Fair Deal for Homeschool Grads Seeking Real Estate Careers
by Dan Beasley • June 11, 2019
Thanks to a new law, Nebraska homeschool graduates who dream of pursuing a career in real estate will no longer have to negotiate additional, unfair regulation.
Late in May, Governor Pete Ricketts signed Legislative Bill 454, which amends state law to ensure that homeschool graduates may apply for a real estate broker’s or salesperson’s license on the strength of their parent-issued diplomas.
Previously, homeschool graduates seeking to work in real estate had to obtain a GED.
Bringing an end to this inequitable rule began at the most fundamental grassroots level—with an individual homeschool graduate contacting Senator Robert Clements in the Nebraska unicameral.
Career Path Blocked
As Dave Lostroh, legislative liaison for Nebraska Christian Home Educators Association (NCHEA) explained, the graduate had taken the requisite courses for a real estate license, but was then told she needed alternative high school credentials.
During homeschool day at the capitol in February, I met with Dave in Lincoln to strategize and discuss language in a bill being considered to correct this situation.
The graduate and her father subsequently testified on behalf of the legislation before the Banking, Commerce and Insurance Committee.
“I could tell her disappointment really made an impact,” Dave told me.
This favorable testimony, along with Senator Mark Kolterman’s praise for homeschool students who’ve worked at the capitol, and a favorable statement from the Nebraska Real Estate Commission, made a huge difference.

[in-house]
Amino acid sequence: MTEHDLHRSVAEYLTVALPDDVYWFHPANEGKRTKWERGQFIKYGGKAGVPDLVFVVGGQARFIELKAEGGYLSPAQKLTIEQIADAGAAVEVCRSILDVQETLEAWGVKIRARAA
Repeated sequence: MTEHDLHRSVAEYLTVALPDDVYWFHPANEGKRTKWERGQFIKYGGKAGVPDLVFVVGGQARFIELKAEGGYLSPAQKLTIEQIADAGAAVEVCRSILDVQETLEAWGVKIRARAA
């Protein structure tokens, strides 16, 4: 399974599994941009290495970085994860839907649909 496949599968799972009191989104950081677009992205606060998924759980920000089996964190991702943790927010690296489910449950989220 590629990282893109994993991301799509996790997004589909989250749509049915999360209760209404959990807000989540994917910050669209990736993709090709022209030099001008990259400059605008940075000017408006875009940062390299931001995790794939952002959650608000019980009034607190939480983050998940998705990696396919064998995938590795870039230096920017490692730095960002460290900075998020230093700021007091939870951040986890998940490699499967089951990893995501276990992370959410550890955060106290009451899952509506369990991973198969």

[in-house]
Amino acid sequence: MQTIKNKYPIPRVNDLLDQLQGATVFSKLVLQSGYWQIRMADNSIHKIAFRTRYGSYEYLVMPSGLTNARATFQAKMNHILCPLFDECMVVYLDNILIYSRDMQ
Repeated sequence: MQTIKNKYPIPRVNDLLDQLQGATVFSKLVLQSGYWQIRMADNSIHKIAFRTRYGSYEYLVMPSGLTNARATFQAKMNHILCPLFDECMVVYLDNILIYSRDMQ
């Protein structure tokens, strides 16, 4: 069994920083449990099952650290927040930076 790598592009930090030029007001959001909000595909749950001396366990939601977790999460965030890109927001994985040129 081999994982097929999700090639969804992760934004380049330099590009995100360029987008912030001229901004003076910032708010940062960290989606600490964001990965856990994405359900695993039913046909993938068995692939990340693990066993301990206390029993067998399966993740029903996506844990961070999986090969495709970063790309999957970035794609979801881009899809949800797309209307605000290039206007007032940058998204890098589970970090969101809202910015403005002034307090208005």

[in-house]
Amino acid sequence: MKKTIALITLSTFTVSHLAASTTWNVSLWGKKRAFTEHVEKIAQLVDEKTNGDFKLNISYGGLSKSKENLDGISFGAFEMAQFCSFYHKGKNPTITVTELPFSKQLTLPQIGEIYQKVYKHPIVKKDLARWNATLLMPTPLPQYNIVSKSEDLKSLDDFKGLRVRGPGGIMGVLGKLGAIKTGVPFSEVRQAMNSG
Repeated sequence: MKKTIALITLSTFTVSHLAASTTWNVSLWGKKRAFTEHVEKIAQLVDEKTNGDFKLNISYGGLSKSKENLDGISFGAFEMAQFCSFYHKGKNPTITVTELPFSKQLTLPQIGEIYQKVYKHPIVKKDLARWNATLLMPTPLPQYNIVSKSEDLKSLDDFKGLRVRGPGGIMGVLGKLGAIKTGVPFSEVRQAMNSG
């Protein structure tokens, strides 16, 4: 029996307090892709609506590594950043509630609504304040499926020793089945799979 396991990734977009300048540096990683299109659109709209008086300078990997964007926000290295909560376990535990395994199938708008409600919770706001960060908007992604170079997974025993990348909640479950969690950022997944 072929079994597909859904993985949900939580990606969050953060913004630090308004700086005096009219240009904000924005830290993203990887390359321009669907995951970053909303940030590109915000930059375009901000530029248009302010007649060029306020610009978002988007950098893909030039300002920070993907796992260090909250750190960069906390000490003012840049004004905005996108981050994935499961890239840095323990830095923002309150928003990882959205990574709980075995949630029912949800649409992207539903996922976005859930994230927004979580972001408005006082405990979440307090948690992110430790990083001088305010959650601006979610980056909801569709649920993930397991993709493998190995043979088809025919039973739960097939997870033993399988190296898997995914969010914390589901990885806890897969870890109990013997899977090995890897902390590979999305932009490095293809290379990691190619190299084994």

“By the end of the hearing,” said Dave, “all of the senators appeared to have a favorable impression of the bill and of homeschooling in general.”
Along with NCHEA, we urged Nebraska homeschoolers to contact their senators in support of the bill, which passed the legislature without opposition and was signed by the governor within a week.
A statement from Governor Ricketts’ office explained his decision: “In Nebraska, I have found homeschoolers to be some of the more mature, civic-minded people that I have ever met. L.B. 454, which I recently signed into law, removes barriers for homeschool graduates who want to become a Realtor and help more Nebraskans achieve the American dream of homeownership.”
I was gratified to see homeschool advocates and legislators working together to correct this injustice.
Though it’s true that nowadays discrimination against homeschoolers is more the exception than the rule, those who do face unfair obstacles find such discrimination can constitute a major roadblock in their career path.
In an era where some colleges and employers actively recruit homeschoolers, making others face unnecessary hurdles is particularly unjust.
That’s why HSLDA works with organizations like NCHEA to ensure that homeschool graduates receive equal treatment. Dave shares my optimism that this recent success regarding real estate licensure should lay the groundwork for securing additional freedoms.
“This is an amazing thing to happen,” he said regarding L.B. 454. “Not one senator voted against the bill. This should provide some persuasive authority in other areas where homeschool graduates are still experiencing discrimination.”